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Sen. Bob Menendez (D-N.J.), the chairman of the Senate Foreign Relations Committee, said Sunday a bipartisan economic sanctions package against Russia could soon pass through the Senate, as the U.S. ramps up its response to the threat of Russia invading Ukraine.

Key Facts

Bipartisan talks about the economic sanctions bill that would include immediate penalties against Russia before “devastating sanctions” should Russia invade Ukraine are at the “1-yard line,” Menendez said Sunday morning on CNN’s State of the Union show, appearing alongside Sen. Jim Risch (R-Idaho), a ranking member on the Senate Foreign Relations Committee.

Menendez called the bill “the mother of all sanctions,” including “massive” sanctions against Russia’s largest banks and further military aid to Ukraine.

There is “incredible bipartisan resolve” in the Senate for the package, according to Menendez, and both he and Risch have drafted legislation independently.

A sanctions bill could pass as early as this week: Sen. Chris Coons (D-De.), a member of the Senate Foreign Relations Committee, tweeted Sunday morning, “I’m hoping we can move a bipartisan sanctions bill this week through the Senate!”

Key Background

With about 127,000 Russian troops at the Ukraine borderthe U.S. and Russia are engaged in intense diplomatic discussions. U.S. Secretary of State Antony Blinken said Wednesday that Russia has a “serious diplomatic path” forward should it choose, but talks have largely stalled after Russian Foreign Minister Sergey Lavrov criticized the U.S. for not budging on Russia’s chief demand of blocking Ukraine’s entry to NATO. Russia’s NATO demand is largely because Ukraine would then be entitled to military protection if granted membership, but the U.S. and NATO stand by Ukraine’s right to enter the alliance. Thousands more troops may soon be stationed in NATO countries near Ukraine. The Senate voted against a different sanctions package targeted at Russia earlier this month over the country’s Nord Stream 2 pipeline, and Menendez urged at the time to vote against the bill in order to wait for the more-targeted package related to Russian aggression in Ukraine.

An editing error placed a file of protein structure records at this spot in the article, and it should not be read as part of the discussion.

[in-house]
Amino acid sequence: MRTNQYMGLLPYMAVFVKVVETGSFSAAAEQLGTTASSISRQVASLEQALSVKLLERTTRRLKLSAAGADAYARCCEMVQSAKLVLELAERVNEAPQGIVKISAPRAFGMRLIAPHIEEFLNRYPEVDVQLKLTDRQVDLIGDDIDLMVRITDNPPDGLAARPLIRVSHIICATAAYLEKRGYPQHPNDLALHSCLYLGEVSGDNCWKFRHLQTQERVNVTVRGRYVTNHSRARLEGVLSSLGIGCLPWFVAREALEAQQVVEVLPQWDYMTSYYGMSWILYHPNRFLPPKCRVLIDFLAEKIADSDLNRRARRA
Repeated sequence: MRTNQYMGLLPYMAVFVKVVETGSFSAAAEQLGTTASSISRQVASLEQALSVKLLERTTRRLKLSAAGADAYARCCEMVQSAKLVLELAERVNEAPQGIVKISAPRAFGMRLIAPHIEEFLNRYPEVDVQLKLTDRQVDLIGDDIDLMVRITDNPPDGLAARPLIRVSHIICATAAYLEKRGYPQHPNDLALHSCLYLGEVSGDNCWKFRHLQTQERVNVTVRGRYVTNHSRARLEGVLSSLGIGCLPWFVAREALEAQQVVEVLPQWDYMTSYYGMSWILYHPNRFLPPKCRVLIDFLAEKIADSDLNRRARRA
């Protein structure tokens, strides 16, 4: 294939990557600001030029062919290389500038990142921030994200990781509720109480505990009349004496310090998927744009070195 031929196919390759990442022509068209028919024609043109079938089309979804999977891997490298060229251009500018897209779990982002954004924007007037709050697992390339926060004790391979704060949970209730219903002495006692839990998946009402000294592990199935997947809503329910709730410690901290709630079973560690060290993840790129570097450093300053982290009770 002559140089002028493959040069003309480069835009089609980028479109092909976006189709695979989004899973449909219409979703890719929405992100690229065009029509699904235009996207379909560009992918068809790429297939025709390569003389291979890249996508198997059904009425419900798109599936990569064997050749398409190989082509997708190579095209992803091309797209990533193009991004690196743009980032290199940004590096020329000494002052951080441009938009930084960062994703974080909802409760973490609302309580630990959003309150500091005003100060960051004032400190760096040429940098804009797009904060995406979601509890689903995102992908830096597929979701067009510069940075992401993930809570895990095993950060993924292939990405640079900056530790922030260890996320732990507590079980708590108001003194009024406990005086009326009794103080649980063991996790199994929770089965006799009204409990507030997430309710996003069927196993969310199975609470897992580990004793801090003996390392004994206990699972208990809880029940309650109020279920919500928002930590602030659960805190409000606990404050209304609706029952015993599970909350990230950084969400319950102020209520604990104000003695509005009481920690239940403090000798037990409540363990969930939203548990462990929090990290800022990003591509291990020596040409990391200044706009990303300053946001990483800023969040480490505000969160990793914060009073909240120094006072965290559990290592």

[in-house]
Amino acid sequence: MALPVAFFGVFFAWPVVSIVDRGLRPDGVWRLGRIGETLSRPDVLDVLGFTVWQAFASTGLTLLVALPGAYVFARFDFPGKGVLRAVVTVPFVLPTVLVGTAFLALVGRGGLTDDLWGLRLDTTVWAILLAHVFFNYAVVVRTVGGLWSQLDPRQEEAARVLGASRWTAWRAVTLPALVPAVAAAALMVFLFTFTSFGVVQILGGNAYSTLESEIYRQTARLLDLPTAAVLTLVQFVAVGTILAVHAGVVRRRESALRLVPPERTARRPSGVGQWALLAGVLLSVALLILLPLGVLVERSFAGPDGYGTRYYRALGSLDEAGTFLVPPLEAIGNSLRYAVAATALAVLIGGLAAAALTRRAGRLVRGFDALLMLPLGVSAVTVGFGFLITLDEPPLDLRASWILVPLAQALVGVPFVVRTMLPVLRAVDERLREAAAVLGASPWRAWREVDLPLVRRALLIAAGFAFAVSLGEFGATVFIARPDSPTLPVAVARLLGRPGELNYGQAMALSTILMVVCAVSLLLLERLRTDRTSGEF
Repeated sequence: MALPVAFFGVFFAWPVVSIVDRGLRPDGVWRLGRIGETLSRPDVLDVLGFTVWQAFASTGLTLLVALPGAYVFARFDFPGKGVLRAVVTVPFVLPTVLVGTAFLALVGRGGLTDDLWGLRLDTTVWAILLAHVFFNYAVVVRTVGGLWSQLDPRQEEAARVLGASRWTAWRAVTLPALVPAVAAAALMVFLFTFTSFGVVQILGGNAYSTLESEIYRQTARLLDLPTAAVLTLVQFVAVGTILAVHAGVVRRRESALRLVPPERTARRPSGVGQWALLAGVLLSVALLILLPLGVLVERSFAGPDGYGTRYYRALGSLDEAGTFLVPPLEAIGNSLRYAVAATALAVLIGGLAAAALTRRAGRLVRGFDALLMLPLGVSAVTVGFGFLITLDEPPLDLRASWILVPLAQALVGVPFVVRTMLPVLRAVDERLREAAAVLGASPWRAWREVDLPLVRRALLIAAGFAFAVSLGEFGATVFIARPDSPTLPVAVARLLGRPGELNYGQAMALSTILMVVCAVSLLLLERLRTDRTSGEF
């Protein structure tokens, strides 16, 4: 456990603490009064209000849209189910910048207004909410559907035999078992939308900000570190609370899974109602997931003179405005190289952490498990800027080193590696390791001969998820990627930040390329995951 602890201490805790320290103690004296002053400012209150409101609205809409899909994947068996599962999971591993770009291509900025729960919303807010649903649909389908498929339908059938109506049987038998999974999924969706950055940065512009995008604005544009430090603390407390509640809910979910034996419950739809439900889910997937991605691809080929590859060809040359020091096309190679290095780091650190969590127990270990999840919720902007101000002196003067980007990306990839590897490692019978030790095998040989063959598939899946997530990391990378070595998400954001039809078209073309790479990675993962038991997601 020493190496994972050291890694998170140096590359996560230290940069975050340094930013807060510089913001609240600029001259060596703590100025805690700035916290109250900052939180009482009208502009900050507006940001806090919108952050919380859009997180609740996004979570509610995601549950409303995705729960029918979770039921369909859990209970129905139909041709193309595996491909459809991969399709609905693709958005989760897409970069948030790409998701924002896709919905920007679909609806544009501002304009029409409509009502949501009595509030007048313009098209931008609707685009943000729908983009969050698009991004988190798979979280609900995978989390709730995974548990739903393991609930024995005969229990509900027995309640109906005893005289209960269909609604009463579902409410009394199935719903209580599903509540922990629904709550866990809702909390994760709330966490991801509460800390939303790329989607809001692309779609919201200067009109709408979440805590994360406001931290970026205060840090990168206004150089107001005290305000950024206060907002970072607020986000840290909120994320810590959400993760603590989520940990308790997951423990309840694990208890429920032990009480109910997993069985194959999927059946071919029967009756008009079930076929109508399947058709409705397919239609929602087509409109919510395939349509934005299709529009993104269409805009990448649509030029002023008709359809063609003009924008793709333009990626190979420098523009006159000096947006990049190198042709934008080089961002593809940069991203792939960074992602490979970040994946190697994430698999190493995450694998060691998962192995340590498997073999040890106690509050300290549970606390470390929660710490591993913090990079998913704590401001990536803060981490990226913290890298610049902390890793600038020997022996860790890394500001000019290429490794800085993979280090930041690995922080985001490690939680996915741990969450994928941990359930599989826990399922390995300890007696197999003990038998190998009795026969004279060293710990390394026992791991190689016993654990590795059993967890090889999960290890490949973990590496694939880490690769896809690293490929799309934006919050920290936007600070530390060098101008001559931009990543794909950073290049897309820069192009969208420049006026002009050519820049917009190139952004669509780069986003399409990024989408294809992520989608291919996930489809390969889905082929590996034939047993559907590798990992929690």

Several far right, such as Fox News host Tucker Carlson and Michael Flynn, a national security advisor during the Trump Administration, have criticized American support for Ukraine. Risch responded to Carlson’s comments Sunday, saying the U.S. “sides always with countries that are democracies” before saying critics like Carlson will sing a “very different tune” after gas prices surge should Russia, the second-largest oil producer in the world, invade Ukraine.

Further Reading

Russia Criticizes ‘No Positive Reaction’ From U.S. As Staredown Intensifies (Forbes)

U.S. Won’t Budge On Ukraine’s Sovereignty But ‘Serious Diplomatic Path’ Remains With Russia, Blinken Says (Forbes)

U.S. Preps Over 8,000 Troops For Possible Deployment To Aid Ukraine, Pentagon Says (Forbes)

Putin Wouldn’t Be Hurt By Personal Sanctions Suggested By Biden, Russia Says (Forbes)

Biden Says ‘No Intention’ To Deploy U.S. Troops In Ukraine– Here’s What The U.S. Is Prepared To Do Instead (Forbes)

Source: Forbes

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